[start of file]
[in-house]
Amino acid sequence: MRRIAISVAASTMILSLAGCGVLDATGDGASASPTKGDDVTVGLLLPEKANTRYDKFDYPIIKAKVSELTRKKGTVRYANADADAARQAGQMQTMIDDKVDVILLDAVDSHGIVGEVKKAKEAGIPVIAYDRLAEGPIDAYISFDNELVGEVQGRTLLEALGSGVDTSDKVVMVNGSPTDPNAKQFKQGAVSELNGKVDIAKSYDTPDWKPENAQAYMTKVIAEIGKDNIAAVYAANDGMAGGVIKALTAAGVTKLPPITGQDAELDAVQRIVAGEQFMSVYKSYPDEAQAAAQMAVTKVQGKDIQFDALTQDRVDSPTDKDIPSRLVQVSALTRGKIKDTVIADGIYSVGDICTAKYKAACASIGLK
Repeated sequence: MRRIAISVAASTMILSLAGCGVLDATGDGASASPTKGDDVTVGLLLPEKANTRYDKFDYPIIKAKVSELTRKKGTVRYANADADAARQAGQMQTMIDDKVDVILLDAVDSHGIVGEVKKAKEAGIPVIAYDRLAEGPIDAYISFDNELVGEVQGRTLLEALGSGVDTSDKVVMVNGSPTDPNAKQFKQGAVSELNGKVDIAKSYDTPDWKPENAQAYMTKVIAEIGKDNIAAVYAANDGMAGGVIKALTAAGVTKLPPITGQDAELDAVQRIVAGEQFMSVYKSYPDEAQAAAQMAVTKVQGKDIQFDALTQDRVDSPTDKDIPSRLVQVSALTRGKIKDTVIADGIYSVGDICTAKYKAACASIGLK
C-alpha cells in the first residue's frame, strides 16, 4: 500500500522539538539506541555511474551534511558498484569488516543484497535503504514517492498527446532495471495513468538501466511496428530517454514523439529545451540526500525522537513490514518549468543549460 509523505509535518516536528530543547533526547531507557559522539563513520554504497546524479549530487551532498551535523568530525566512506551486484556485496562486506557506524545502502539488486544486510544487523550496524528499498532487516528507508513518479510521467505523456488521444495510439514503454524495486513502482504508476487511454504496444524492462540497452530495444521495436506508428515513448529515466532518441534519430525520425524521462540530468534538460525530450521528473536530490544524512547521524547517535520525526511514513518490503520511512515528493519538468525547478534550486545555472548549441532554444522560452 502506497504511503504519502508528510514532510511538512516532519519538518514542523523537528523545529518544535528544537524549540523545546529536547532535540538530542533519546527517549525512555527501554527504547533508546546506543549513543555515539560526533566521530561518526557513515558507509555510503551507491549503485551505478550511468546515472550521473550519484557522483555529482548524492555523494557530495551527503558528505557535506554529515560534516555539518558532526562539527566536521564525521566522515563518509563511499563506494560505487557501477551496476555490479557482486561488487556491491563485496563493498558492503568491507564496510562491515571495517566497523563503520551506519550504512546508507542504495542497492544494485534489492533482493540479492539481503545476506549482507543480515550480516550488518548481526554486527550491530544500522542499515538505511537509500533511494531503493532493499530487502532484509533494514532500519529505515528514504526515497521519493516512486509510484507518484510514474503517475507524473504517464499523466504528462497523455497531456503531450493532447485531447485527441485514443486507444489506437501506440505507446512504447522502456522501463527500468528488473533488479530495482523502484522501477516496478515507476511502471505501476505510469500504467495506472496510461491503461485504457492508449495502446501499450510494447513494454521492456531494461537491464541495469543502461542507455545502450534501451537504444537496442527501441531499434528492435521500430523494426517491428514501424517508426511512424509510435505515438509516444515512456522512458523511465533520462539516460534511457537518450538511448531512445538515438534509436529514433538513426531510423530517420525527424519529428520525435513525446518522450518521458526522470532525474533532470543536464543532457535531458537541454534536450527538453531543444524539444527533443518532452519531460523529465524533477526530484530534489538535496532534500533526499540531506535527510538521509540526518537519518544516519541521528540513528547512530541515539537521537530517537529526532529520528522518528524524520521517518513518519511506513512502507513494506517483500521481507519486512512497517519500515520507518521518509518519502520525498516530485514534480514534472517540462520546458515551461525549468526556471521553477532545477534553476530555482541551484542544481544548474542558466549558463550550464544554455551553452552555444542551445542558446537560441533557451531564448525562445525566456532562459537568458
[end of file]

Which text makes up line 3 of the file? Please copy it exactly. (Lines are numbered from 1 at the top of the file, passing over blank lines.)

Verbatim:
Repeated sequence: MRRIAISVAASTMILSLAGCGVLDATGDGASASPTKGDDVTVGLLLPEKANTRYDKFDYPIIKAKVSELTRKKGTVRYANADADAARQAGQMQTMIDDKVDVILLDAVDSHGIVGEVKKAKEAGIPVIAYDRLAEGPIDAYISFDNELVGEVQGRTLLEALGSGVDTSDKVVMVNGSPTDPNAKQFKQGAVSELNGKVDIAKSYDTPDWKPENAQAYMTKVIAEIGKDNIAAVYAANDGMAGGVIKALTAAGVTKLPPITGQDAELDAVQRIVAGEQFMSVYKSYPDEAQAAAQMAVTKVQGKDIQFDALTQDRVDSPTDKDIPSRLVQVSALTRGKIKDTVIADGIYSVGDICTAKYKAACASIGLK